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Brian Neal Gurwitz
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Brian Gurwitz’s Answers

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  • Can i have my charge's dropped if i was not read my miranda rights?

    i was charged with 11377 twice and 11364 and 11357 hs. i need help on beating this case i was not aware of my rights and i never had any other drug charges ever on my record one of these charges is a felony whats gonna happen to me? worried and my...

    Brian’s Answer

    A violation of Miranda may be a reason to keep your statements from being used against you. If your statement is necessary evidence, a ruling in your favor could lead to the DA dropping the charges.

    But note a few things that frequently come up with my clients who have similar questions:

    1) A Miranda violation never results in dismissal of the case – only suppression of a statement. While this may cause the prosecution to drop a case (or give a great offer) if it is important evidence to them, the violation does nothing for you if the prosecution doesn't need the statement to prove guilt.

    2) The Constitution does NOT require the police to give Miranda warnings simply because they have arrested someone. Instead, they are required to give the warnings before questioning a person under arrest. (Legally, the term is "custodial interrogation.") Thus, no Miranda warnings need to be given to an arrestee who isn't questioned, or to a person who isn't in custody at the time of questioning.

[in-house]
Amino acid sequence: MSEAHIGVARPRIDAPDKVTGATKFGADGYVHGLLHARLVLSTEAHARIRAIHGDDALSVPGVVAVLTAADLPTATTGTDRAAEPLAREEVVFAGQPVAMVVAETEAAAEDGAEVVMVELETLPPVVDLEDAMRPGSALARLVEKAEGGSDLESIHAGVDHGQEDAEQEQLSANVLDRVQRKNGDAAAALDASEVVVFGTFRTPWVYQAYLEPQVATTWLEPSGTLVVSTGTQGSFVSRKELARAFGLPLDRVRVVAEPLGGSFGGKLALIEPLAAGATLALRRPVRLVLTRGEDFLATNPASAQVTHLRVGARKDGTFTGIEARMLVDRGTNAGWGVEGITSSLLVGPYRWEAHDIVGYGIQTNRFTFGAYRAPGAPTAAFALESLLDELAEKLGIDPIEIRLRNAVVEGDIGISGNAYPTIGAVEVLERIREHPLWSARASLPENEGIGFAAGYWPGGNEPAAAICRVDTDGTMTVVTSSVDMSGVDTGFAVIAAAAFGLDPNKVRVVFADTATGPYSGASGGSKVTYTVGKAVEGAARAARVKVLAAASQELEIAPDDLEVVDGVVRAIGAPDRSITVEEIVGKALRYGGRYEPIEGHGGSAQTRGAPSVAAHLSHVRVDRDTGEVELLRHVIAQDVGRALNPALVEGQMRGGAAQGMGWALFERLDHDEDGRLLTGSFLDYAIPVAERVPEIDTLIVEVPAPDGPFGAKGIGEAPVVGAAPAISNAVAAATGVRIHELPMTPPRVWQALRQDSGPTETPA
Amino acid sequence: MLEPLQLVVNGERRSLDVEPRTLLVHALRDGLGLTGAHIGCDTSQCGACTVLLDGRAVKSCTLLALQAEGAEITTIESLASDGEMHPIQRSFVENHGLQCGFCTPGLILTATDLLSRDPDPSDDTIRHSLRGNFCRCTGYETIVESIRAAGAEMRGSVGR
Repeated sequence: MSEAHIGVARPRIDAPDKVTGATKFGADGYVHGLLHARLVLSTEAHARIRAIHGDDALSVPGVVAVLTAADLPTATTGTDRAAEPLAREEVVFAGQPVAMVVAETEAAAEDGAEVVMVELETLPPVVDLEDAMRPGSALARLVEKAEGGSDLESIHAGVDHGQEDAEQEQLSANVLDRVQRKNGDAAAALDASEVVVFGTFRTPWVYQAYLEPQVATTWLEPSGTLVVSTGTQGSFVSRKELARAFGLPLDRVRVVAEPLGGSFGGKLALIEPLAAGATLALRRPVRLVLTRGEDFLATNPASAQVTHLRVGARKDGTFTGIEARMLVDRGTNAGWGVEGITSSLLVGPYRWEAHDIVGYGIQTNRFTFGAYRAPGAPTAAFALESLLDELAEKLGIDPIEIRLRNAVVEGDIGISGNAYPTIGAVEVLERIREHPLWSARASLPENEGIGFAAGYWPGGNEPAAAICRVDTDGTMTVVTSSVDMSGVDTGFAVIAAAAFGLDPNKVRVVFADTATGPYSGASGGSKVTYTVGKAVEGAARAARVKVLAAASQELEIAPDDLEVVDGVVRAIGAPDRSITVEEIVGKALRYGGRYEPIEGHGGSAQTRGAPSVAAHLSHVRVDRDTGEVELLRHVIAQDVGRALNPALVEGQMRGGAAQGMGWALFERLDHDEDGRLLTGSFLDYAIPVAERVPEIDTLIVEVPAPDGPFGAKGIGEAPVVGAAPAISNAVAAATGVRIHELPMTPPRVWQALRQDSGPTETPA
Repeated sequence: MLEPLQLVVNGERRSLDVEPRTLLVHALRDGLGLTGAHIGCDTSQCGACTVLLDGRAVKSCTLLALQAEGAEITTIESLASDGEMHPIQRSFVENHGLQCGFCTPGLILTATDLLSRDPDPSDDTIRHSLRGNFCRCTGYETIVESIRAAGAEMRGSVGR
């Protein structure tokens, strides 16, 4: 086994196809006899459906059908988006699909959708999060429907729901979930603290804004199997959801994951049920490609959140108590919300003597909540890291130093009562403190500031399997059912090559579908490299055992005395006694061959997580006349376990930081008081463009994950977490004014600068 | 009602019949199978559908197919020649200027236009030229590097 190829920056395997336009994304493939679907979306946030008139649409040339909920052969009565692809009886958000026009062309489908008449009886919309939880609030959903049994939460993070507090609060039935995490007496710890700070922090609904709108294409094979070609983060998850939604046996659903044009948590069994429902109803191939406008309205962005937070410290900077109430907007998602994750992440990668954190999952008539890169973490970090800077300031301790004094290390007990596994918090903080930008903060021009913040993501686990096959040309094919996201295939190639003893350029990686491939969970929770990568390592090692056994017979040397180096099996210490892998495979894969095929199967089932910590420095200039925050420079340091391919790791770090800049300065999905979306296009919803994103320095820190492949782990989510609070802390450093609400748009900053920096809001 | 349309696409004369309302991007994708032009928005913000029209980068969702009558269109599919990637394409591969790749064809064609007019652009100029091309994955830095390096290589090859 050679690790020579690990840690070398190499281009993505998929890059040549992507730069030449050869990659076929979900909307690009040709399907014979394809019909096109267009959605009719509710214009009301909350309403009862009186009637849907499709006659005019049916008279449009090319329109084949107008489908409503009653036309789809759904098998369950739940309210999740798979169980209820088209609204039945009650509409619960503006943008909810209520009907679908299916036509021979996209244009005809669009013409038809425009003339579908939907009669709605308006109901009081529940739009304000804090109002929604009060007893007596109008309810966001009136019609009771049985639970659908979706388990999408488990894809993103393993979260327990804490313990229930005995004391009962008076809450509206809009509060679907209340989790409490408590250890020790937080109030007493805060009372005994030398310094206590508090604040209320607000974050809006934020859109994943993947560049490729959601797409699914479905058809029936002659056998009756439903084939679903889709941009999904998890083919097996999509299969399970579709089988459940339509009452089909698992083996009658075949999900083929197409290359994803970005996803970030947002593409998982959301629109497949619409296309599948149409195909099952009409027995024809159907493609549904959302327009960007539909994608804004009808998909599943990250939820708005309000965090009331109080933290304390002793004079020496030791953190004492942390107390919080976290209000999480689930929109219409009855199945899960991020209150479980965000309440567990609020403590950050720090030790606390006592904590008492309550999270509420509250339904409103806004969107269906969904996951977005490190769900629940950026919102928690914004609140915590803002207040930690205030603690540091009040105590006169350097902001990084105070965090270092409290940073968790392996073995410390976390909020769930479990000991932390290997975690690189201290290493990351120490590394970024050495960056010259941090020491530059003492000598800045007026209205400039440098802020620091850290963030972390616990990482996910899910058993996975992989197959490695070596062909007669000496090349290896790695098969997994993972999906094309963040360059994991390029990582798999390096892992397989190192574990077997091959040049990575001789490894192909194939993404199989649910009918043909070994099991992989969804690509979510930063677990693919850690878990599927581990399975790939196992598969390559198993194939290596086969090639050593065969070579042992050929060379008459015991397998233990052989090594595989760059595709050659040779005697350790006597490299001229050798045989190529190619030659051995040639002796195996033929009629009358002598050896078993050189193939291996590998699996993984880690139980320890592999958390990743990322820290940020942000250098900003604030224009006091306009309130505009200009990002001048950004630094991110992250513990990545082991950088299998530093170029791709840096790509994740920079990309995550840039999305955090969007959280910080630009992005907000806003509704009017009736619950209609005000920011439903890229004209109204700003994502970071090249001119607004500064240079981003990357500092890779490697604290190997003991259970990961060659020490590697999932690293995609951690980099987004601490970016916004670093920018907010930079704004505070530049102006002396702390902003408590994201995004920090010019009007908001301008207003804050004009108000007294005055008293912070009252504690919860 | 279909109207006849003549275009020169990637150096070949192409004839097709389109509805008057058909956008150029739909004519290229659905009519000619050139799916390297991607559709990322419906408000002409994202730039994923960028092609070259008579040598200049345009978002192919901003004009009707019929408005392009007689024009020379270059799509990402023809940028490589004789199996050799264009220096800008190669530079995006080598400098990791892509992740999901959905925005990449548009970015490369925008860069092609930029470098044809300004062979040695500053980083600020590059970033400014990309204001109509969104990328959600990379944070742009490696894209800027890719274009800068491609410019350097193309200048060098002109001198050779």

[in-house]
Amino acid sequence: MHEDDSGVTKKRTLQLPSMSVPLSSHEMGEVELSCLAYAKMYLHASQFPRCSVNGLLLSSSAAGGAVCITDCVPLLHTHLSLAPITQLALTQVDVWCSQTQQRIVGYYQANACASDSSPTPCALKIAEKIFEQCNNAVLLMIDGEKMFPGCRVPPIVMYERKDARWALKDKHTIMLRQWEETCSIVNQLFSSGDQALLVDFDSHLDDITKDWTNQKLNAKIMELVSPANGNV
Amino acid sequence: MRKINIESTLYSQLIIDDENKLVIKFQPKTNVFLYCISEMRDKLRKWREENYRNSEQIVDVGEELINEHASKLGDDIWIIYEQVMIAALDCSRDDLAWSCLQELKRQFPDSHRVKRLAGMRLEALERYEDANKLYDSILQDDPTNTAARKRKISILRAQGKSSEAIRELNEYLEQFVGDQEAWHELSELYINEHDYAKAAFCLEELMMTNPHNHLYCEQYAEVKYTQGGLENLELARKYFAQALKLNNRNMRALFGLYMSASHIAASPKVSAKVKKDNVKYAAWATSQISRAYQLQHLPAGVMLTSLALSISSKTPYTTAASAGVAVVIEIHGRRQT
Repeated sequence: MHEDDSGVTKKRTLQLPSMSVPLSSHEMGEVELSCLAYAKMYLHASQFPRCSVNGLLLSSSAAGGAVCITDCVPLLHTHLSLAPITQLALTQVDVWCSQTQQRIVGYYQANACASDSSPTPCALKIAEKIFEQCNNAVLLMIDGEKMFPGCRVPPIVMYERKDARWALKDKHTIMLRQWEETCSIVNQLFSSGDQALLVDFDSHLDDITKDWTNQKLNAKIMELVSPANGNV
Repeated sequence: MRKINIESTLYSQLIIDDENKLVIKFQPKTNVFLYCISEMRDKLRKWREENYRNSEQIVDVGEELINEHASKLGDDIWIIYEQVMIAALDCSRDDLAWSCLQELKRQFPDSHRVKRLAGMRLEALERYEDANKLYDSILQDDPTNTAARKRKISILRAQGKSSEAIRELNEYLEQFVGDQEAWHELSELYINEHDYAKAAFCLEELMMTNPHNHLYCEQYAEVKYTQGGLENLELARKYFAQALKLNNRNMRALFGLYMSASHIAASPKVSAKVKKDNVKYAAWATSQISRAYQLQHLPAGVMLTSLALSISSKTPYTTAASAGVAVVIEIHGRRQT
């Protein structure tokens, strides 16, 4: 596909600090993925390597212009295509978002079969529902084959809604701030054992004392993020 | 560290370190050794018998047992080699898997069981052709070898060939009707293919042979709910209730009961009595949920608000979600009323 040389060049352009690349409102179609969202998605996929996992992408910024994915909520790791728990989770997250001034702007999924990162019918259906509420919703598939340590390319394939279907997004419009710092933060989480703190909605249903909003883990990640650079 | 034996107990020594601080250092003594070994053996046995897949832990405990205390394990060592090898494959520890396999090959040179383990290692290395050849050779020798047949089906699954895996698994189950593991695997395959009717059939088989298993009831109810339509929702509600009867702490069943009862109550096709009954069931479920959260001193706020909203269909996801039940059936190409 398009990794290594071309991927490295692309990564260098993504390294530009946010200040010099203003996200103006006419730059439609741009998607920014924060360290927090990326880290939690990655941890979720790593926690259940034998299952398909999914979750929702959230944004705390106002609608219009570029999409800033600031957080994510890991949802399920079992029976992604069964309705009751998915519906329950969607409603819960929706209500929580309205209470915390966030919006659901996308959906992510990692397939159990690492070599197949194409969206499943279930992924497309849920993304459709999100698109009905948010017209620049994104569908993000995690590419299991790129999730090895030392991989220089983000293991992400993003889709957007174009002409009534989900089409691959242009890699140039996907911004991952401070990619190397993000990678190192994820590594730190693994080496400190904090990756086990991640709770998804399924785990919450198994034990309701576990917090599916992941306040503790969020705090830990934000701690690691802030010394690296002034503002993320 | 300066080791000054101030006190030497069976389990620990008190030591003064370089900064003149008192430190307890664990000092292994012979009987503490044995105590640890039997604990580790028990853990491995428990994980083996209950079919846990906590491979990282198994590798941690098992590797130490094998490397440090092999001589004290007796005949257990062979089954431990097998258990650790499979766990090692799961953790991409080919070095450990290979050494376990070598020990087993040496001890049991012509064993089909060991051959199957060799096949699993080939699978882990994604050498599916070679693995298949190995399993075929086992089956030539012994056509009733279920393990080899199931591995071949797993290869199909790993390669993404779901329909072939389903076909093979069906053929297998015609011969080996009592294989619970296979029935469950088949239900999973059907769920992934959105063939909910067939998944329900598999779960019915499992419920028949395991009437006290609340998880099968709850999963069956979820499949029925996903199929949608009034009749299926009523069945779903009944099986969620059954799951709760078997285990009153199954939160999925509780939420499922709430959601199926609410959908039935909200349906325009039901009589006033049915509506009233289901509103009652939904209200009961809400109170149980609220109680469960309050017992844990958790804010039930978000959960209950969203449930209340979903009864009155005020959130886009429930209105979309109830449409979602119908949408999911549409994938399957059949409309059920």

Speak with a respected local defense attorney about your opportunity to enter a diversion, a Prop 36 drug treatment, or some other alternative that may be available in your county.

    Best,

    Brian Gurwitz

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  • How many actual days will I have to do or what % of time?

    I was sentenced to sixty (60) days in Imperial, CA county jail

    Brian’s Answer

    The law on jail credits changes on January 25, 2010. At that time, most inmates will only be required to serve 50% of their time. I explain this in detail on my Web site's blog. See link below.

    Best regards,

    Brian Gurwitz

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  • Would I still be able to become an attorney with a felony on my record?

    I was 17 when I was convicted of 2nd robbery 2nd degree commercial burglary and carrying a knife. Although I was a juvenile I was tried as an adult. I finished my probation without any violations and l'm currently a junior at UCI. I'm trying to at...

    Brian’s Answer

    There is absolutely the chance that you will be able to become a lawyer, so long as the State Bar concludes that you have been sufficiently rehabilitated and possess good moral character. You would be wise to consult an attorney with expertise in representing applicants before the State Bar court. The consultation may cost you a little money, but it could be invaluable for you to learn the steps you should take at this early stage of your decision to become a lawyer.